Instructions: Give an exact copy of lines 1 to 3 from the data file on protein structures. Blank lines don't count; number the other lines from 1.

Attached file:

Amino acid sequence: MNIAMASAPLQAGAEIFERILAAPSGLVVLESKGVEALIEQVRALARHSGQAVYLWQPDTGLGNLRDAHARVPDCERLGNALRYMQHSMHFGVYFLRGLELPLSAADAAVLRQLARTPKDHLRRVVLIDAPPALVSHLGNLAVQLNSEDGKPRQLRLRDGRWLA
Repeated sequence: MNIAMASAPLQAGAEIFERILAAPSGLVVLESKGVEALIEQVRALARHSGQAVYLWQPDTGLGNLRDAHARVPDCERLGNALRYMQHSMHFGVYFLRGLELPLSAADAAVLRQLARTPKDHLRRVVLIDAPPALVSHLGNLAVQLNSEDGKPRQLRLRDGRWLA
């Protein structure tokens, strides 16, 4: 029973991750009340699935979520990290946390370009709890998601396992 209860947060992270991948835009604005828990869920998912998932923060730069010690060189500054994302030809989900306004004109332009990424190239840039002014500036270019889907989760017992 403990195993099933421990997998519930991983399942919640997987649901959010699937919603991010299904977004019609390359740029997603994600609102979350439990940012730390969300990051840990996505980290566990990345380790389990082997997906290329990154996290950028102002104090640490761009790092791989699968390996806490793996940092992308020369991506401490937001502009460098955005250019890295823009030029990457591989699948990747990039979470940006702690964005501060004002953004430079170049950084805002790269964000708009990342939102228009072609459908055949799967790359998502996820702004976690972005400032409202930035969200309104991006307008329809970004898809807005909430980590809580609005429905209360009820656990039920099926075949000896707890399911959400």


Amino acid sequence: MNIAMASAPLQAGAEIFERILAAPSGLVVLESKGVEALIEQVRALARHSGQAVYLWQPDTGLGNLRDAHARVPDCERLGNALRYMQHSMHFGVYFLRGLELPLSAADAAVLRQLARTPKDHLRRVVLIDAPPALVSHLGNLAVQLNSEDGKPRQLRLRDGRWLA
Repeated sequence: MNIAMASAPLQAGAEIFERILAAPSGLVVLESKGVEALIEQVRALARHSGQAVYLWQPDTGLGNLRDAHARVPDCERLGNALRYMQHSMHFGVYFLRGLELPLSAADAAVLRQLARTPKDHLRRVVLIDAPPALVSHLGNLAVQLNSEDGKPRQLRLRDGRWLA
């Protein structure tokens, strides 16, 4: 029973991750009340699935979520990290946390370009709890998601396992 209860947060992270991948835009604005828990869920998912998932923060730069010690060189500054994302030809989900306004004109332009990424190239840039002014500036270019889907989760017992 403990195993099933421990997998519930991983399942919640997987649901959010699937919603991010299904977004019609390359740029997603994600609102979350439990940012730390969300990051840990996505980290566990990345380790389990082997997906290329990154996290950028102002104090640490761009790092791989699968390996806490793996940092992308020369991506401490937001502009460098955005250019890295823009030029990457591989699948990747990039979470940006702690964005501060004002953004430079170049950084805002790269964000708009990342939102228009072609459908055949799967790359998502996820702004976690972005400032409202930035969200309104991006307008329809970004898809807005909430980590809580609005429905209360009820656990039920099926075949000896707890399911959400």